Dec. 11 (Bloomberg) -- Jefferies Group Inc., the investment bank that agreed to sell itself to Leucadia National Corp., said it will pay year-end bonuses in immediately available cash.
Not something you see very often.
Management thinks the stock is too valuable to give to employees.
“It is no secret that virtually every one of our bank holding company competitors is forcing onto their employees extremely high levels of non-cash compensation with long vesting periods or compensation in the form of cash to be received well into the future,” Handler and Friedman wrote. “You can’t spend non-cash compensation or unpaid cash to buy a home, purchase groceries, invest in your life or help out friends and family.”
Several companies have caught on the special dividend craze, deciding to return money to shareholders ahead of what could end up being a terrible fiscal cliff outcome. Jefferies took that to the next level, promising immediate all-cash bonuses for 2012 on Monday, according to media reports. The move comes in the first trading day after having announced its own special dividend.
The 2012 bonuses were announced to employees in an internal memo by chief executive Richard Handler and picked up by Bloomberg. No further details have been released.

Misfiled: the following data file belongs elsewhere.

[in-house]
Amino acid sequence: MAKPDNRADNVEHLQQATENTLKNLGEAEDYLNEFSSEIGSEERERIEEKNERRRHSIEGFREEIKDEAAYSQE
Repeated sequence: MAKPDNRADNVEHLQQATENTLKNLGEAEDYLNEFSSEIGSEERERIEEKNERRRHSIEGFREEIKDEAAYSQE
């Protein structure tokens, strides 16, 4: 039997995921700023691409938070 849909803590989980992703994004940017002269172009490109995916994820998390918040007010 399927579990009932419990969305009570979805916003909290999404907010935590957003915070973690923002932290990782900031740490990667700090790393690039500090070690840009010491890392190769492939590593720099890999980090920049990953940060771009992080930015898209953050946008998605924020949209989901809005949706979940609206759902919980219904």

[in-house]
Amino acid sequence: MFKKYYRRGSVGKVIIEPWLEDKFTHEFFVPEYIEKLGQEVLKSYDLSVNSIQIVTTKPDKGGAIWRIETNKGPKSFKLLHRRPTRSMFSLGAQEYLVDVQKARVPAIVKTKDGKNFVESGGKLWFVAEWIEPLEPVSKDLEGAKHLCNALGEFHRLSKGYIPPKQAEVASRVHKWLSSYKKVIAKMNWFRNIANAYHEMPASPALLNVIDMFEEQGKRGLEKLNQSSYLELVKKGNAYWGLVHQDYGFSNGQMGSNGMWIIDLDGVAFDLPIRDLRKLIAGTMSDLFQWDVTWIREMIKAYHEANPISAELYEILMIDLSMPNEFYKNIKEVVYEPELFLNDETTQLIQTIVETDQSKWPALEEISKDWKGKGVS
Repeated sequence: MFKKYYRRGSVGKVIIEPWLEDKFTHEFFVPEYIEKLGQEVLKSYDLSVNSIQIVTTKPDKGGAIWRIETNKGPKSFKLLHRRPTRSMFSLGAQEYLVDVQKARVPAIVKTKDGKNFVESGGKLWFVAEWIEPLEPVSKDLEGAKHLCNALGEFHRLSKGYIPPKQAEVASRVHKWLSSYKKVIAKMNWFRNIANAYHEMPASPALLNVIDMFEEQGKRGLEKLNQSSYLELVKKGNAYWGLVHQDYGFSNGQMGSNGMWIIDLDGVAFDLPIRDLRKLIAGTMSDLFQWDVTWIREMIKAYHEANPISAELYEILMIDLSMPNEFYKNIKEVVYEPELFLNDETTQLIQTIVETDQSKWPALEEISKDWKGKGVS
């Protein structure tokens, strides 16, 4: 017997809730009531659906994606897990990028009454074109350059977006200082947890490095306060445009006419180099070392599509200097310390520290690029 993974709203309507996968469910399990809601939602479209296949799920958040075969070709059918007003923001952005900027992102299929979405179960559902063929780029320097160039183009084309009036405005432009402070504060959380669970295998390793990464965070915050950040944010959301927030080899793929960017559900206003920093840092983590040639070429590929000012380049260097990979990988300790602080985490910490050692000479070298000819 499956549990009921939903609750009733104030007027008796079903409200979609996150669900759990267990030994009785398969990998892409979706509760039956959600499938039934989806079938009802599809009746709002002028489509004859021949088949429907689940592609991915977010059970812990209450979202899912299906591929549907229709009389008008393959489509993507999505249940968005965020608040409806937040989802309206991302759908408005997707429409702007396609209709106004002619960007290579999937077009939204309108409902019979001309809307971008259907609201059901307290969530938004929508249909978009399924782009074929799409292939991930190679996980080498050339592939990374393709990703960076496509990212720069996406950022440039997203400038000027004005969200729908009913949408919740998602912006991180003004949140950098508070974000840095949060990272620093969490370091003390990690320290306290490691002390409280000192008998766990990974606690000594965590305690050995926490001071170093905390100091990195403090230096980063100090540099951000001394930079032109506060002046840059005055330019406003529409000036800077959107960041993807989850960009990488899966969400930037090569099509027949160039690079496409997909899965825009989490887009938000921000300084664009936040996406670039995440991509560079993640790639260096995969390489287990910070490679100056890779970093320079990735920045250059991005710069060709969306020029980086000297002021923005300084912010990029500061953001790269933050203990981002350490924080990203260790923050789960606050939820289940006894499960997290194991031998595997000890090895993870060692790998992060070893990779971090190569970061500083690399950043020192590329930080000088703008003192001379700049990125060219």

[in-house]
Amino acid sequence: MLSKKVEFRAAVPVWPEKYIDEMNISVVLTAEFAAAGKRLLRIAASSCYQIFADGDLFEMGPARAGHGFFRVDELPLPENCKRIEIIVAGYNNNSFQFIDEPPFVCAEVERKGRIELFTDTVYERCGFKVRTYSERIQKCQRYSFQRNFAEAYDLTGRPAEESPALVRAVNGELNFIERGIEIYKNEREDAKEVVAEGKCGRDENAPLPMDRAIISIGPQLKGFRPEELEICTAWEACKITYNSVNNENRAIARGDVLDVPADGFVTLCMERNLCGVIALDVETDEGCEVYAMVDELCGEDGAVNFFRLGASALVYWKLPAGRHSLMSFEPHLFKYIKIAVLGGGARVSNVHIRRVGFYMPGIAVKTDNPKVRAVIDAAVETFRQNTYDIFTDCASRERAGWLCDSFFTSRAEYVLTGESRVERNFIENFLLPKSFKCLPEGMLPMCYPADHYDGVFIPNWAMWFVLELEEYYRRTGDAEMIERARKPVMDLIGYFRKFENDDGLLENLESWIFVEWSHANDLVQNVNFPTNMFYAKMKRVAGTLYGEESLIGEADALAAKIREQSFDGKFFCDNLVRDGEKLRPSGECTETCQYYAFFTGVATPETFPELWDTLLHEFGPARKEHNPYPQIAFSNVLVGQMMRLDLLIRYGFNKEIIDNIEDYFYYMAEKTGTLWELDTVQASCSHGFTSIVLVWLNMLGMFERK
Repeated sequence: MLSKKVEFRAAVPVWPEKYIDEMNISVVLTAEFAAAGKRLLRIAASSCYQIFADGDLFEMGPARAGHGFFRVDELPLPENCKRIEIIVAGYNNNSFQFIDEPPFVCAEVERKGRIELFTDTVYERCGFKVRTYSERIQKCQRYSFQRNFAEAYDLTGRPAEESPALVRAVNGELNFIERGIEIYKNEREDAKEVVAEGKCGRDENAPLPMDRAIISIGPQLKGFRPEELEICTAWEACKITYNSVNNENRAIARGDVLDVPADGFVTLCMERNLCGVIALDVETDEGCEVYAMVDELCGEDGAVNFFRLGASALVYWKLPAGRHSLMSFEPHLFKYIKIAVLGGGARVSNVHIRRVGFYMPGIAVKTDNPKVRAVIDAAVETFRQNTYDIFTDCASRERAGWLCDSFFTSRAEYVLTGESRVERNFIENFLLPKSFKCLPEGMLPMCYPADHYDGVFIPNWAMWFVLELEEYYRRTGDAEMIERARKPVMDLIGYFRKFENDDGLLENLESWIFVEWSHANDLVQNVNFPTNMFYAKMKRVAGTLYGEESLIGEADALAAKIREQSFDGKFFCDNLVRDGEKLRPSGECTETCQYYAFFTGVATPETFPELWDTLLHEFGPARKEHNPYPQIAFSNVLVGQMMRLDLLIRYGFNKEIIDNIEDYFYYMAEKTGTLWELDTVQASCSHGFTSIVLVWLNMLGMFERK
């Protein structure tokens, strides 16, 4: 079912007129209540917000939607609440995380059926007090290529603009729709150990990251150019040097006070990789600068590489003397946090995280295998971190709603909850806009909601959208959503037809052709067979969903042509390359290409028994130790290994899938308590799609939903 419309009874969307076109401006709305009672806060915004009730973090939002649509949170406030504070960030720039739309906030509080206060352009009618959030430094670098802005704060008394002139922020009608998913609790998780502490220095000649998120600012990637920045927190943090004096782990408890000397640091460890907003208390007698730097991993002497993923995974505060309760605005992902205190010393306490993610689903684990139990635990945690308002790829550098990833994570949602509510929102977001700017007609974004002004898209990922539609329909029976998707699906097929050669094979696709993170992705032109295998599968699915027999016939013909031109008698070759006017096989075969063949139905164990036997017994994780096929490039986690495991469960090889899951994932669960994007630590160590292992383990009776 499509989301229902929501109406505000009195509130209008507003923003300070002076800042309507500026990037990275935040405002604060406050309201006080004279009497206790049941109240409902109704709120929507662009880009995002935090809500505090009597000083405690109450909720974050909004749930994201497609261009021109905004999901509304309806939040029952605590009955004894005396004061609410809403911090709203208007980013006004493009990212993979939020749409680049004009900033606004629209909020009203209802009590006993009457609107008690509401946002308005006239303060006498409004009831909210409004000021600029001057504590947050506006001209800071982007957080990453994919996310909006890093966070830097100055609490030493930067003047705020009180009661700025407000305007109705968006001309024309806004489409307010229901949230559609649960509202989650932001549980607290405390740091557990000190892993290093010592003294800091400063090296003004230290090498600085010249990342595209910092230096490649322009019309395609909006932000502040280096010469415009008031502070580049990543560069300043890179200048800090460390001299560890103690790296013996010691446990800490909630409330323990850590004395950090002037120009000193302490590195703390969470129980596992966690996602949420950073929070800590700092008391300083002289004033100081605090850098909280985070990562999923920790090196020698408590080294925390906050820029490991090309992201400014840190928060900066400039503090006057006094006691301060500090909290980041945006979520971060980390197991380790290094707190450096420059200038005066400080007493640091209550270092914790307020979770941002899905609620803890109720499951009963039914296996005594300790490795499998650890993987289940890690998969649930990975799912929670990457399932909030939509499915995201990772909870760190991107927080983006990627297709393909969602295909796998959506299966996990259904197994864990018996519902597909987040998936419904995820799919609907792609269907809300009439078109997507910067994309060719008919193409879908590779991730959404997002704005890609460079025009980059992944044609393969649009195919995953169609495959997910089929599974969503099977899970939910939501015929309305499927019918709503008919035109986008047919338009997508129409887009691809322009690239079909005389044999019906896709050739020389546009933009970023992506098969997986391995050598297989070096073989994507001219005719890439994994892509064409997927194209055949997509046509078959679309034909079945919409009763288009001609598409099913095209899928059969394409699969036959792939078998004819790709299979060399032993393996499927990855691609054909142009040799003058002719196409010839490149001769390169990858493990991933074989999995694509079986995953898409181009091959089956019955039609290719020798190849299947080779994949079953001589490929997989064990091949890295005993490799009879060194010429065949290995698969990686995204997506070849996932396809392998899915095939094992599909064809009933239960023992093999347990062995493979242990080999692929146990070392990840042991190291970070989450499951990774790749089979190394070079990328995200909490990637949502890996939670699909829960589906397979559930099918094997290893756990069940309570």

Jefferies joined several firms in announcing a special dividend last week. On Friday, the company unveiled a $0.075 per share quarterly dividend payable on December 31. Big companies including Costco, Oracle, Las Vegas Sands, and HCA have all done the same in order to get ahead of a possible hike in dividend taxes. In several of these cases, the firms are not only returning capital to shareholders, but rewarding billionaire founders and executives, as my colleague Edwin Durgy reported.
But Jefferies seems to be going one step further. Beyond returning capital to shareholders, Jefferies is rewarding its employees with all-cash bonuses ahead of any possible tax hikes. Jefferies appears to be delivering for its employees despite difficult times in Wall Street, with several major banks having announced major job cuts over the past few years including Citigroup, Bank of America, and Morgan Stanley, as Halah Touryalai explained.